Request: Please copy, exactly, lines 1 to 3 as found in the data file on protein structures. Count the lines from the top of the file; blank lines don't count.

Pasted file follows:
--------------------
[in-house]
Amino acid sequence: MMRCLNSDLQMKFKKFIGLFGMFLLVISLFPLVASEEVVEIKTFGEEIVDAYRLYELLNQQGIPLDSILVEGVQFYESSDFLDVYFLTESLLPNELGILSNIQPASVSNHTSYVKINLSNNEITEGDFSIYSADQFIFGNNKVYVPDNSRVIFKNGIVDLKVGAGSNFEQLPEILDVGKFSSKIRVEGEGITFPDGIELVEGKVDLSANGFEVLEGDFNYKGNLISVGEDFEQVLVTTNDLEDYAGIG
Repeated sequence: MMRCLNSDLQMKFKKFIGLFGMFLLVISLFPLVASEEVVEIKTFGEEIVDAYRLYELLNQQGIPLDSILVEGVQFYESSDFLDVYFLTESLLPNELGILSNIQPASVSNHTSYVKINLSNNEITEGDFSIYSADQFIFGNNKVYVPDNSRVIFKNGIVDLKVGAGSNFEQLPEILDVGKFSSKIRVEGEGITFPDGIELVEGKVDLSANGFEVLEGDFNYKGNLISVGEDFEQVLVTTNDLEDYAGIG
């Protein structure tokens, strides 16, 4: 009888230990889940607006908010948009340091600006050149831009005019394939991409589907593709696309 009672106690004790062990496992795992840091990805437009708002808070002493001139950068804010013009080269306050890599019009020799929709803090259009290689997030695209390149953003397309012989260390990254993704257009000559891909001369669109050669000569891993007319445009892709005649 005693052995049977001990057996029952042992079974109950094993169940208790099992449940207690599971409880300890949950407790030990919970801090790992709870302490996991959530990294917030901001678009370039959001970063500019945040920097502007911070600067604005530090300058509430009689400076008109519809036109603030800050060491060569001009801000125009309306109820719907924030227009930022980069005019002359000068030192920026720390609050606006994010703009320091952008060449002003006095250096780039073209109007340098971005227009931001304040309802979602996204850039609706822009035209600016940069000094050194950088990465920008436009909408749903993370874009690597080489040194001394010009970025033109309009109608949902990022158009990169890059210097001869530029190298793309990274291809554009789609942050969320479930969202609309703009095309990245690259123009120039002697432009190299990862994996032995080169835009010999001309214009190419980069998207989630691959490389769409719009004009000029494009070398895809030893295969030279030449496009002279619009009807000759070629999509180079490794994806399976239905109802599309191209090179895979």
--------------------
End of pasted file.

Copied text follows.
[in-house]
Amino acid sequence: MMRCLNSDLQMKFKKFIGLFGMFLLVISLFPLVASEEVVEIKTFGEEIVDAYRLYELLNQQGIPLDSILVEGVQFYESSDFLDVYFLTESLLPNELGILSNIQPASVSNHTSYVKINLSNNEITEGDFSIYSADQFIFGNNKVYVPDNSRVIFKNGIVDLKVGAGSNFEQLPEILDVGKFSSKIRVEGEGITFPDGIELVEGKVDLSANGFEVLEGDFNYKGNLISVGEDFEQVLVTTNDLEDYAGIG
Repeated sequence: MMRCLNSDLQMKFKKFIGLFGMFLLVISLFPLVASEEVVEIKTFGEEIVDAYRLYELLNQQGIPLDSILVEGVQFYESSDFLDVYFLTESLLPNELGILSNIQPASVSNHTSYVKINLSNNEITEGDFSIYSADQFIFGNNKVYVPDNSRVIFKNGIVDLKVGAGSNFEQLPEILDVGKFSSKIRVEGEGITFPDGIELVEGKVDLSANGFEVLEGDFNYKGNLISVGEDFEQVLVTTNDLEDYAGIG